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Mr. GRIFFIN of Arkansas. Just be straight up with us, President. Just say, I've got a war on coal. I've got a war on the Keystone pipeline. I've got a war on natural gas and removing it out of the ground, slowing down permits. I like a certain kind of energy, and I'm going to try to fund it through the government. Just be straight up.

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Mr. GRIFFIN of Arkansas. Well, I would also point out, again, going to the environmental responsibility that we have--you as a mother; I'm a father of two, a 3-year-old and a 5-year-old--we all want clean air and clean water for them.

I would point out that Duke University last month, working with the University of Arkansas and working with the Obama administration's own U.S. Geological Survey, tested about 130 wells in Arkansas, something like that, and concluded that well water was not polluted by the natural gas extraction that's going on there. Just more factual evidence that we can have the jobs; and if we extract the energy responsibly, we can take care of the environment at the same time.

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Mr. GRIFFIN of Arkansas. I totally agree with the gentleman. We understand--and hopefully we can get more and more folks to understand--that this body is not creating the jobs. We want the private sector to continue to create the jobs and lead. But sometimes the barriers to job creation and growing jobs in this country are barriers that Washington has put into place.

I find that a lot of the times when we're legislating in this body, we're not trying to create jobs to get in the way of the private sector. We go to people in the private sector and we say, what's your biggest hurdle? What's your biggest barrier? How can we help you grow more jobs? And more often than not they will say: Get out of the way. A lot of the bills that we put on the floor are to help Washington get out of the way, move it out of the way and let the private sector continue to lead in this area.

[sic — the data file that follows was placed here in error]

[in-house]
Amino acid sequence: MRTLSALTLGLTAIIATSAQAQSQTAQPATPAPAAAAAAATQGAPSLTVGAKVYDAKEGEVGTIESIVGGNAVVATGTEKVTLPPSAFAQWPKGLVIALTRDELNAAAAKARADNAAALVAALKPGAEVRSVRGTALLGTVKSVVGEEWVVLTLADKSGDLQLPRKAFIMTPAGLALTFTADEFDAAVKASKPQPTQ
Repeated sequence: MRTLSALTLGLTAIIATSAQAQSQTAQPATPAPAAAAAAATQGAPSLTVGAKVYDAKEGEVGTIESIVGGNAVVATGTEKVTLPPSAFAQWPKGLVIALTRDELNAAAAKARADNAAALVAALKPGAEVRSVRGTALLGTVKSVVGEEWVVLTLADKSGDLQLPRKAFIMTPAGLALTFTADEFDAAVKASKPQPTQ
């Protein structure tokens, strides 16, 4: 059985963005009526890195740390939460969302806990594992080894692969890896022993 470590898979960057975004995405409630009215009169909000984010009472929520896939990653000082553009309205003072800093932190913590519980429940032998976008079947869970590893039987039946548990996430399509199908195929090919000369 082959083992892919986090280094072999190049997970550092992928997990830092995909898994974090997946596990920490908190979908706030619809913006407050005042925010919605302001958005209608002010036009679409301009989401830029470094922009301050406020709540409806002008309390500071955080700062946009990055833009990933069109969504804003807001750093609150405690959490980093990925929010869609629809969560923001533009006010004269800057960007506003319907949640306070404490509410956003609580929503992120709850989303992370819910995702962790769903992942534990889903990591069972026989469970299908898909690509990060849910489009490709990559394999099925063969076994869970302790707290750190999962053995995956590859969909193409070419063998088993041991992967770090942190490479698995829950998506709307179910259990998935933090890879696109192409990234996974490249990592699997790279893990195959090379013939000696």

I want to mention one more thing real quickly on optimism. If you study where we are as a country, whether it's with regard to the debt and regulations--some of these things, yeah, we've got a lot of work to do there. But if you study where we are with regard to innovation, energy extraction, natural gas extraction, the low cost of natural gas, the companies that I mention in these articles that are moving from Europe, I smell nothing and I see nothing but optimism.

The future of this country is limitless. And when I'm long gone, my kids that are 3 and 5 now are going to be living in a country--if we do things right--that just continues to grow and has all the energy we will ever need.

And as an economist pointed out to some of us earlier tonight, if you're Russia and you're Saudi Arabia and you're looking at the innovation that has come out of American companies, and you're looking at the deposits of natural gas and shale oil that we have in North America, you're worried.